‘Jordan Kerwick: Things we talk about, things we see’ at Vito Schnabel Gallery in September




Image, Jordan Kerwick, Yves beginning and end, 2021; oil, acrylic, and spray on canvas, 78 3/4 x 90 1/2 inches (200 x 230 cm) © Jordan Kerwick Courtesy the artist and Vito Schnabel Gallery

Vito Schnabel Gallery will open its doors to Jordan Kerwick. Things we talk about, things we see, the gallery’s first exhibition dedicated to the Australian-born artist. This intimate presentation, which features a selection of paintings and drawings, serves as a prelude to the artist’s major New York solo show with Vito Schnabel in March 2022 at the gallery’s 19th Street location in the Chelsea Arts District.

Jordan Kerwick has quickly acquired global recognition for his bold, raw and unapologetic approach to palette and pattern, executing vivid, expressionistic and highly-stylized compositions. Domestic objects, predatory animals, and mythical beasts — taxidermy rugs ornamented with geometric markings, double headed king cobras, ferocious fanged tigers, and feather-maned unicorns — populate his figurative canvases and create a contemporary folklore or fable that is playful, kinetic and arcane. Known for his colorful, eclectic still-life paintings, Kerwick’s latest body of work explores the fantastical elements and storied visions of the artist’s interior imagination where new and unknown terrains collide. Using a variety of materials, from oil, acrylic and spray paint on canvas, to oil stick and collage on paper, the artist’s “the more mistakes, the merrier” approach rejoices in the fortuitous relationships that arise between unexpected combinations of color, texture, and form.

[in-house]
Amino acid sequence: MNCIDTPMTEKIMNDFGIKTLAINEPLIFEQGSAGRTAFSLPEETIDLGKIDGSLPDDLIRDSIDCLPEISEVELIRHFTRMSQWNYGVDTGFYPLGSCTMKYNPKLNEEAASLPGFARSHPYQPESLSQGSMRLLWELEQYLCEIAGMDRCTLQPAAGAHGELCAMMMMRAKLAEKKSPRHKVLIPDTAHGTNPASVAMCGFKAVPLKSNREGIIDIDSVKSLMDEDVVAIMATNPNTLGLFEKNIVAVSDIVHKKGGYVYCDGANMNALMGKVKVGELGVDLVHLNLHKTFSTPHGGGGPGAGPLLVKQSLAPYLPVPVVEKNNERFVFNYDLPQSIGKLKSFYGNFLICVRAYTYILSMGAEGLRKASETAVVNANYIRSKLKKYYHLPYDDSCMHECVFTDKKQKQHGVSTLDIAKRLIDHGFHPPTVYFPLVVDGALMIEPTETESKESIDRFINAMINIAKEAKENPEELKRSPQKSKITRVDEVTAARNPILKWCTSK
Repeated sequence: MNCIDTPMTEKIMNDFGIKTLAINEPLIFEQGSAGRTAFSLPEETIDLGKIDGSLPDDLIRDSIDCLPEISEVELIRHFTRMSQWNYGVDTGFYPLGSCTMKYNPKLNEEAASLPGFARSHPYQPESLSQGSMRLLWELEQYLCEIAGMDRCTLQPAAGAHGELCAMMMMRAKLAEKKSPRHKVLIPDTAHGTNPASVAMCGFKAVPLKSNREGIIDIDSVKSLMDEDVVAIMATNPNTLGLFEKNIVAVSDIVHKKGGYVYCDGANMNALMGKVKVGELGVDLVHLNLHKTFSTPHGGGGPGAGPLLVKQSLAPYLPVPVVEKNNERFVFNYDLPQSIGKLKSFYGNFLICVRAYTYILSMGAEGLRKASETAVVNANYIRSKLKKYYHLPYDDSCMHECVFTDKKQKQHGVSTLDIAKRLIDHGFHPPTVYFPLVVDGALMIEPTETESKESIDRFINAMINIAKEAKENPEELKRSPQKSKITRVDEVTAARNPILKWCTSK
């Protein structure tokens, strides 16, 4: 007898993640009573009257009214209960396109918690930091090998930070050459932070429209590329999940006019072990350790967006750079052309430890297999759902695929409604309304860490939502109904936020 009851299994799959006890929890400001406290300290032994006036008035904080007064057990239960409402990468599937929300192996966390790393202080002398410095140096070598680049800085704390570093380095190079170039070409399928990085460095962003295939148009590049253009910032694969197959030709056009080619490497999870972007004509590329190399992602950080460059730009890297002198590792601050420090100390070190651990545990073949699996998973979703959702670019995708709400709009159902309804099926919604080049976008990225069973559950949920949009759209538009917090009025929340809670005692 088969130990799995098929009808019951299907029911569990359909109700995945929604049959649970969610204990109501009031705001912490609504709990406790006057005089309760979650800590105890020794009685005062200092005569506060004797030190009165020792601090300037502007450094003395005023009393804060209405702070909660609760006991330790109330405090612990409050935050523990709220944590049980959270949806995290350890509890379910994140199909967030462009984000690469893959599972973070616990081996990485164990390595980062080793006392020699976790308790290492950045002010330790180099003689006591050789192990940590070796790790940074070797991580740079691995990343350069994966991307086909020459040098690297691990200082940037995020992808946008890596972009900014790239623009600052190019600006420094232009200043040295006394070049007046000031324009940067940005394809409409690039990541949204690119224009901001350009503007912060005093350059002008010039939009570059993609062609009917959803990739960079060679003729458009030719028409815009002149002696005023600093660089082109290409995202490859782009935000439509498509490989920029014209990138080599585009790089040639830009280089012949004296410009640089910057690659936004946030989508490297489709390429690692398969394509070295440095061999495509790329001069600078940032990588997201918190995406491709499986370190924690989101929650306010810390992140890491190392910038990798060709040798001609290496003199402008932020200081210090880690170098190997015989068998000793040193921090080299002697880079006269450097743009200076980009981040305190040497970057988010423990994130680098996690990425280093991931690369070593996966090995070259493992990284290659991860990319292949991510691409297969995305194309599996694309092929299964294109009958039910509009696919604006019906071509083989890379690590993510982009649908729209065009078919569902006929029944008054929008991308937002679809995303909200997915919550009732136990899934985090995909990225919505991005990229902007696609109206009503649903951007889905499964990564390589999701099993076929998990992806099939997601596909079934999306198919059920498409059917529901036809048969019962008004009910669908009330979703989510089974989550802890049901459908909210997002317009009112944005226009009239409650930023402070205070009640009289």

Jordan Kerwick: Things we talk about, things we see. Image via Vito Schnabel

Kerwick’s striking visual language stems largely from his homebody, domestic lifestyle. Art historical references are entangled with ancient iconography. Symbols from Egyptian art combine with tropes from popular culture, such as the bold and electrifying color schemes of comic book series’ heroes and villains. Beyond the wondrous pictorial worlds and fantastical figurative characters that repeatedly populate the artist’s canvases, Kerwick carefully considers the gestural and the abstract in his nuanced construction of richly tactile, courageously vibrant, and flattened compositions. His fresh, authentic lexicon of shapes and color absorbs influence from the heavy-weight hitters of Abstract Expressionism, Minimalism, and Hard-edged painting, citing Robert Motherwell, Helen Frankenthaler, Adolph Gottlieb, Agnes Martin, and the modern genius of Henri Matisse as artists who infiltrate his visual impulse.